Amy Fleming takes a walk with Shane O’Mara, a neuroscientist who reminds us that walking—and specifically making walking a habitual part of our lives—is both good and healthier than many alternatives:

I witnessed the brain-healing effects of walking when my partner was recovering from an acute brain injury. His mind was often unsettled, but during our evening strolls through east London, things started to make more sense and conversation flowed easily. O’Mara nods knowingly. “You’re walking rhythmically together,” he says, “and there are all sorts of rhythms happening in the brain as a result of engaging in that kind of activity, and they’re absent when you’re sitting. One of the great overlooked superpowers we have is that, when we get up and walk, our senses are sharpened. Rhythms that would previously be quiet suddenly come to life, and the way our brain interacts with our body changes.”

From the scant data available on walking and brain injury, says O’Mara, “it is reasonable to surmise that supervised walking may help with acquired brain injury, depending on the nature, type and extent of injury – perhaps by promoting blood flow, and perhaps also through the effect of entraining various electrical rhythms in the brain. And perhaps by engaging in systematic dual tasking, such as talking and walking.”

One such rhythm, he says, is that of theta brainwaves. Theta is a pulse or frequency (seven to eight hertz, to be precise) which, says O’Mara, “you can detect all over the brain during the course of movement, and it has all sorts of wonderful effects in terms of assisting learning and memory, and those kinds of things”. Theta cranks up when we move around because it is needed for spatial learning, and O’Mara suspects that walking is the best movement for such learning. “The timescales that walking affords us are the ones we evolved with,” he writes, “and in which information pickup from the environment most easily occurs.” …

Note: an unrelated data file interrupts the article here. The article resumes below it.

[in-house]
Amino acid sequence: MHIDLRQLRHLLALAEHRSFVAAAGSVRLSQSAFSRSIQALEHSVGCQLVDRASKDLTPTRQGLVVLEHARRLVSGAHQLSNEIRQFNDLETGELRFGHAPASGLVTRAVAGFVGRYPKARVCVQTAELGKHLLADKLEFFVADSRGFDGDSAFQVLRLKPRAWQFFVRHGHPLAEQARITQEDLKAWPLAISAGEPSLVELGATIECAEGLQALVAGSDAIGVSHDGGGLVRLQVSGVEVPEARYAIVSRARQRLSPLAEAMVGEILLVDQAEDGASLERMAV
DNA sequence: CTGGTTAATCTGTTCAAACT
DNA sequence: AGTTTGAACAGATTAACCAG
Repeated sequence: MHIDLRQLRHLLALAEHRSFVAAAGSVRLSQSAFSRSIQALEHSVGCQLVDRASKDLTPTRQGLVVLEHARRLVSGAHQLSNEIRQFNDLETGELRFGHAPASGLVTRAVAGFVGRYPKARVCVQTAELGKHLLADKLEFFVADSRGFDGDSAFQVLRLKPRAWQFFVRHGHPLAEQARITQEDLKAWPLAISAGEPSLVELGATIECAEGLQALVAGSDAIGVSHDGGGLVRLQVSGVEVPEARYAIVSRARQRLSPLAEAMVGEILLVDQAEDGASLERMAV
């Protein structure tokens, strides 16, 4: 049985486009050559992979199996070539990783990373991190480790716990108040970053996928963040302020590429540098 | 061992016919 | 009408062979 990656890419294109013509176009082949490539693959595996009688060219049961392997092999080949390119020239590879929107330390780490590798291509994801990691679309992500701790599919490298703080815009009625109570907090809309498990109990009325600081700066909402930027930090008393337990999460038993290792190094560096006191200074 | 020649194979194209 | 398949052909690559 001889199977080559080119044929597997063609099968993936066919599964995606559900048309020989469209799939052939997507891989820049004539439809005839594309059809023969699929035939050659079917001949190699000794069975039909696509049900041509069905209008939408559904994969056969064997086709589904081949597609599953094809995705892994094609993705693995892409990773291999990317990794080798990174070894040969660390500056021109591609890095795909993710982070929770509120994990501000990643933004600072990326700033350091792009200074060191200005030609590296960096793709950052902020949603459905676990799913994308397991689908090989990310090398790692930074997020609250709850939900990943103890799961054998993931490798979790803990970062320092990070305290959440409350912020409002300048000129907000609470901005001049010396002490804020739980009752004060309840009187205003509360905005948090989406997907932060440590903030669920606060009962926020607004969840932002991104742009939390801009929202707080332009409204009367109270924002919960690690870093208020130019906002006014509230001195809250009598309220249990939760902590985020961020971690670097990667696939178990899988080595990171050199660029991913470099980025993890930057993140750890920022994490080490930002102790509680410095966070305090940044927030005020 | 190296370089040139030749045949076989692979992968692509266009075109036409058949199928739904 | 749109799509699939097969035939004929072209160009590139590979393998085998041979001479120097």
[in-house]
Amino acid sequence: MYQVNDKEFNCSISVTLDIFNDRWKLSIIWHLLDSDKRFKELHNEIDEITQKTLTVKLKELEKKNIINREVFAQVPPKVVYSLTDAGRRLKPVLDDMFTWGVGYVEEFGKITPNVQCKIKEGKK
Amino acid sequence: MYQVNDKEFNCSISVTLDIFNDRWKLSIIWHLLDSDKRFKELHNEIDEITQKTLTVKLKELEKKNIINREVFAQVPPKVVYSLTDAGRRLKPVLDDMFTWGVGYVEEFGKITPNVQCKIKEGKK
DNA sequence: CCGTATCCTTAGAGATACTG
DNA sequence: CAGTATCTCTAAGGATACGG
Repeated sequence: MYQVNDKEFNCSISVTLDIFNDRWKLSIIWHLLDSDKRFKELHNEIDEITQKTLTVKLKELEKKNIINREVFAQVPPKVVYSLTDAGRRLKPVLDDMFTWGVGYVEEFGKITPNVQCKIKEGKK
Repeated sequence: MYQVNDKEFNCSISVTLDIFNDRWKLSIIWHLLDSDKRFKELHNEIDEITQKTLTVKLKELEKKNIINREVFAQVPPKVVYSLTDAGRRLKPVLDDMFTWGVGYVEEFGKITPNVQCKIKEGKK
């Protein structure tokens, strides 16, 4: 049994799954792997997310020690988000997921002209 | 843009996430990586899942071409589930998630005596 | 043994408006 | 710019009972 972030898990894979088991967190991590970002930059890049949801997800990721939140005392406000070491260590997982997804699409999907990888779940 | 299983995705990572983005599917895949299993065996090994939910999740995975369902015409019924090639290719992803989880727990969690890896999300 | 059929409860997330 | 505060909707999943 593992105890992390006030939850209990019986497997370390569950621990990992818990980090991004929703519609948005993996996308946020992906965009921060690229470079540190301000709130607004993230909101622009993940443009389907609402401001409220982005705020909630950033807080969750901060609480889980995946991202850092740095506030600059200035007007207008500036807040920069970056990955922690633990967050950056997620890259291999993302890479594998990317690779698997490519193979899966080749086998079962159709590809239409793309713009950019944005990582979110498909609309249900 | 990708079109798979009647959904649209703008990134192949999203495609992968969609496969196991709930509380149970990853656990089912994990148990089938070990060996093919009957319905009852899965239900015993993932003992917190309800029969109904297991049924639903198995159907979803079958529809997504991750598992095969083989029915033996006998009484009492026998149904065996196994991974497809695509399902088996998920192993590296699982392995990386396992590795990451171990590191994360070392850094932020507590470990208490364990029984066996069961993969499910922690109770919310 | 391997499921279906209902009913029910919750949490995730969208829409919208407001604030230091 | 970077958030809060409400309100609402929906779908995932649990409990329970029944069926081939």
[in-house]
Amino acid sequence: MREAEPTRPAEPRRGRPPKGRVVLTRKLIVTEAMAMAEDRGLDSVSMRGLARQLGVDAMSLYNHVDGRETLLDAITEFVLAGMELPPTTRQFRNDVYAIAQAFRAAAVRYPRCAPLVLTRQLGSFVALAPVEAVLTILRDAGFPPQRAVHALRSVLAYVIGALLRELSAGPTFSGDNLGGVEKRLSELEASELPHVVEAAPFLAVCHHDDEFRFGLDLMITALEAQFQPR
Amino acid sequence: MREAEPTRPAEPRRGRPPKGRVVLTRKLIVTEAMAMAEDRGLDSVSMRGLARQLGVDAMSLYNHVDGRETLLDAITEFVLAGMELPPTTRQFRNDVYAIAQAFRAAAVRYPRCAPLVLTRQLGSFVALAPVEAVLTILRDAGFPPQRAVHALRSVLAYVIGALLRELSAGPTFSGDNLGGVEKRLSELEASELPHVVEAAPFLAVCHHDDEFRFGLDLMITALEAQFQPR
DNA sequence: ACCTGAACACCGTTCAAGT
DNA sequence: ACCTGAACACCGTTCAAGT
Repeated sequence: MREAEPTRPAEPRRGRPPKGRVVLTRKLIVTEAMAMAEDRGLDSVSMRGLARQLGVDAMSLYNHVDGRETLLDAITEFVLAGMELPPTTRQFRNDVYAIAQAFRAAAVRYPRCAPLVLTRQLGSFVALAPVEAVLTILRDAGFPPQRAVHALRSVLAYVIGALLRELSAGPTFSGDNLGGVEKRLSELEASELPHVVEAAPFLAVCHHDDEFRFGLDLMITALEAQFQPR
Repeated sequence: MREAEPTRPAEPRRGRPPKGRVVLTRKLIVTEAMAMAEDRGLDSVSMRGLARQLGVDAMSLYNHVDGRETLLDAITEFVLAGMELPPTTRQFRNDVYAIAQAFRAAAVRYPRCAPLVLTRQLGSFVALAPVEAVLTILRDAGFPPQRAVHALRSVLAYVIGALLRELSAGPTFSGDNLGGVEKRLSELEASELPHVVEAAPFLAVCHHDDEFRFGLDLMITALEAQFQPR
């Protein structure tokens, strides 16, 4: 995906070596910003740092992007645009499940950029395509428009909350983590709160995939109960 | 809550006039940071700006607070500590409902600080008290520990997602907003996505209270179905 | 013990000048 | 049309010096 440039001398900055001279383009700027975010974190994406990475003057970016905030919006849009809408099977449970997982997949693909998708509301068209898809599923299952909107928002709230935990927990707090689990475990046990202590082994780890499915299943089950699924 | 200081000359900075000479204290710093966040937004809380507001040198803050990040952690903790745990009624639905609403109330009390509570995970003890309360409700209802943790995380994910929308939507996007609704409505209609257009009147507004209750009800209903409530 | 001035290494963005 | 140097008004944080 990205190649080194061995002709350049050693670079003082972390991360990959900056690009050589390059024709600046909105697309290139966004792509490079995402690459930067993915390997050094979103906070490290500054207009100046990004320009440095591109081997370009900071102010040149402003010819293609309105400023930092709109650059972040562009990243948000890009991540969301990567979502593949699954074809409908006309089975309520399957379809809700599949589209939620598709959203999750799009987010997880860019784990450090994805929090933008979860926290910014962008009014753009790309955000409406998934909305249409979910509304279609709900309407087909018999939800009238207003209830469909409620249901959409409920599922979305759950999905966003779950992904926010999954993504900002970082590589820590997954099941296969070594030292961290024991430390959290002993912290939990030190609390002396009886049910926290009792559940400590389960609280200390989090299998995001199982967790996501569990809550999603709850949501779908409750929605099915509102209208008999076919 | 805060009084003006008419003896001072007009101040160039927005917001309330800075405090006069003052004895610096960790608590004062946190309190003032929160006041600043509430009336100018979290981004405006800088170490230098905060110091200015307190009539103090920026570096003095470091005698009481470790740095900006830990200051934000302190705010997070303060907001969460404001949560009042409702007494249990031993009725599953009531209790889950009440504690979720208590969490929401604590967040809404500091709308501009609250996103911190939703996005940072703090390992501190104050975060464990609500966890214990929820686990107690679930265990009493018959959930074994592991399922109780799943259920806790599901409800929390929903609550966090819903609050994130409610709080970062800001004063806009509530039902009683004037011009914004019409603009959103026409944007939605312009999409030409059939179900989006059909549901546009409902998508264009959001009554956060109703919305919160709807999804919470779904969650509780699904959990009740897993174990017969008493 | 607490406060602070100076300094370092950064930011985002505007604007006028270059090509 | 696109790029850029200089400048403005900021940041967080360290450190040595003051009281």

Some people, I point out, don’t think walking counts as proper exercise. “This is a terrible mistake,” he says. “What we need to be is much more generally active over the course of the day than we are.” And often, an hour at the gym doesn’t cut it. “What you see if you get people to wear activity monitors is that because they engage in an hour of really intense activity, they engage in much less activity afterwards.”

But you don’t get the endorphin high from walking, I say. “The same hit you get from running is what you’d get from taking morphine? We simply don’t know that’s true,” he says. “People who study this area don’t go on about endorphins and there may be a reason for that.” Not that he is opposed to vigorous exercise, but walking is much more accessible and easily woven into everyday life: “You don’t need to bring anything other than comfy shoes and a rain jacket. You don’t have to engage in lots of preparation; stretching, warm-up, warm-down …” O’Mara gets off his commuter train a stop early so that he can clock up more steps on his pedometer. To get the maximum health benefits, he recommends that “speed should be consistently high over a reasonable distance – say consistently over 5km/h, sustained for at least 30 minutes, at least four or five times a week.”

It’s the simple things…